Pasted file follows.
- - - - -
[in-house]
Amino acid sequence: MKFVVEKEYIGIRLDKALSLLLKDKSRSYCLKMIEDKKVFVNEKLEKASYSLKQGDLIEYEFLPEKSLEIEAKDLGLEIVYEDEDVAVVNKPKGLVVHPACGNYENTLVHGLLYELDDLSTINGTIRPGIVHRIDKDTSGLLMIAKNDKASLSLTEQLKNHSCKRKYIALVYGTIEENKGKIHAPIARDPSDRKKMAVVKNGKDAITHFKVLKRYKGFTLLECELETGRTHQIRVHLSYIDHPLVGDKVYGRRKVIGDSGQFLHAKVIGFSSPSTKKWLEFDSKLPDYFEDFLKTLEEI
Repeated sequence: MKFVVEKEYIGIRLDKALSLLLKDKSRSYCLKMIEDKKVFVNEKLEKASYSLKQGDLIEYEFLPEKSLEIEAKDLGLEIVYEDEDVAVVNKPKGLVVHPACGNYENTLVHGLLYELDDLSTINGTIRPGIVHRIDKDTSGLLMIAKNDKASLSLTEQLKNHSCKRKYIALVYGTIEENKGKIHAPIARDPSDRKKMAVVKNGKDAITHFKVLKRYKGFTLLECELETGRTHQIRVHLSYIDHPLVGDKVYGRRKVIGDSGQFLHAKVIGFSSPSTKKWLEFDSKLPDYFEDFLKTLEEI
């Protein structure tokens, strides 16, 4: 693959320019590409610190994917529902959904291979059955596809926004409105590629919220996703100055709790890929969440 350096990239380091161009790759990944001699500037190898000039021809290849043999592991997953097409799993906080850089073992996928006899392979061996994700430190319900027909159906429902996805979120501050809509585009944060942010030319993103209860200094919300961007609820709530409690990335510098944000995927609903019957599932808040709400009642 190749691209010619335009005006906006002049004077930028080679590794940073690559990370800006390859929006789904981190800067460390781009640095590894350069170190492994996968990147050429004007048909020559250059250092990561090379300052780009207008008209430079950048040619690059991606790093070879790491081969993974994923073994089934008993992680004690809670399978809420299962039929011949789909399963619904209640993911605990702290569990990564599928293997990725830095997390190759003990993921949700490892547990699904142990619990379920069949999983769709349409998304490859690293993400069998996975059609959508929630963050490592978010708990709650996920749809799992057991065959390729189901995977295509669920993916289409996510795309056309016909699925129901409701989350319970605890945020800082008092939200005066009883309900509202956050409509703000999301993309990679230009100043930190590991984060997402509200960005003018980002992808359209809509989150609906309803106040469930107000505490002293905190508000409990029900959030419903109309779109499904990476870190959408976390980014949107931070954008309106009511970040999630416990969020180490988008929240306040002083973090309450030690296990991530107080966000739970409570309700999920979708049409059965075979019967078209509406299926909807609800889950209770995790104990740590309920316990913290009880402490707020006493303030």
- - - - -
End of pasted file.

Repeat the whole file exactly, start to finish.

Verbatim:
[in-house]
Amino acid sequence: MKFVVEKEYIGIRLDKALSLLLKDKSRSYCLKMIEDKKVFVNEKLEKASYSLKQGDLIEYEFLPEKSLEIEAKDLGLEIVYEDEDVAVVNKPKGLVVHPACGNYENTLVHGLLYELDDLSTINGTIRPGIVHRIDKDTSGLLMIAKNDKASLSLTEQLKNHSCKRKYIALVYGTIEENKGKIHAPIARDPSDRKKMAVVKNGKDAITHFKVLKRYKGFTLLECELETGRTHQIRVHLSYIDHPLVGDKVYGRRKVIGDSGQFLHAKVIGFSSPSTKKWLEFDSKLPDYFEDFLKTLEEI
Repeated sequence: MKFVVEKEYIGIRLDKALSLLLKDKSRSYCLKMIEDKKVFVNEKLEKASYSLKQGDLIEYEFLPEKSLEIEAKDLGLEIVYEDEDVAVVNKPKGLVVHPACGNYENTLVHGLLYELDDLSTINGTIRPGIVHRIDKDTSGLLMIAKNDKASLSLTEQLKNHSCKRKYIALVYGTIEENKGKIHAPIARDPSDRKKMAVVKNGKDAITHFKVLKRYKGFTLLECELETGRTHQIRVHLSYIDHPLVGDKVYGRRKVIGDSGQFLHAKVIGFSSPSTKKWLEFDSKLPDYFEDFLKTLEEI
């Protein structure tokens, strides 16, 4: 693959320019590409610190994917529902959904291979059955596809926004409105590629919220996703100055709790890929969440 350096990239380091161009790759990944001699500037190898000039021809290849043999592991997953097409799993906080850089073992996928006899392979061996994700430190319900027909159906429902996805979120501050809509585009944060942010030319993103209860200094919300961007609820709530409690990335510098944000995927609903019957599932808040709400009642 190749691209010619335009005006906006002049004077930028080679590794940073690559990370800006390859929006789904981190800067460390781009640095590894350069170190492994996968990147050429004007048909020559250059250092990561090379300052780009207008008209430079950048040619690059991606790093070879790491081969993974994923073994089934008993992680004690809670399978809420299962039929011949789909399963619904209640993911605990702290569990990564599928293997990725830095997390190759003990993921949700490892547990699904142990619990379920069949999983769709349409998304490859690293993400069998996975059609959508929630963050490592978010708990709650996920749809799992057991065959390729189901995977295509669920993916289409996510795309056309016909699925129901409701989350319970605890945020800082008092939200005066009883309900509202956050409509703000999301993309990679230009100043930190590991984060997402509200960005003018980002992808359209809509989150609906309803106040469930107000505490002293905190508000409990029900959030419903109309779109499904990476870190959408976390980014949107931070954008309106009511970040999630416990969020180490988008929240306040002083973090309450030690296990991530107080966000739970409570309700999920979708049409059965075979019967078209509406299926909807609800889950209770995790104990740590309920316990913290009880402490707020006493303030």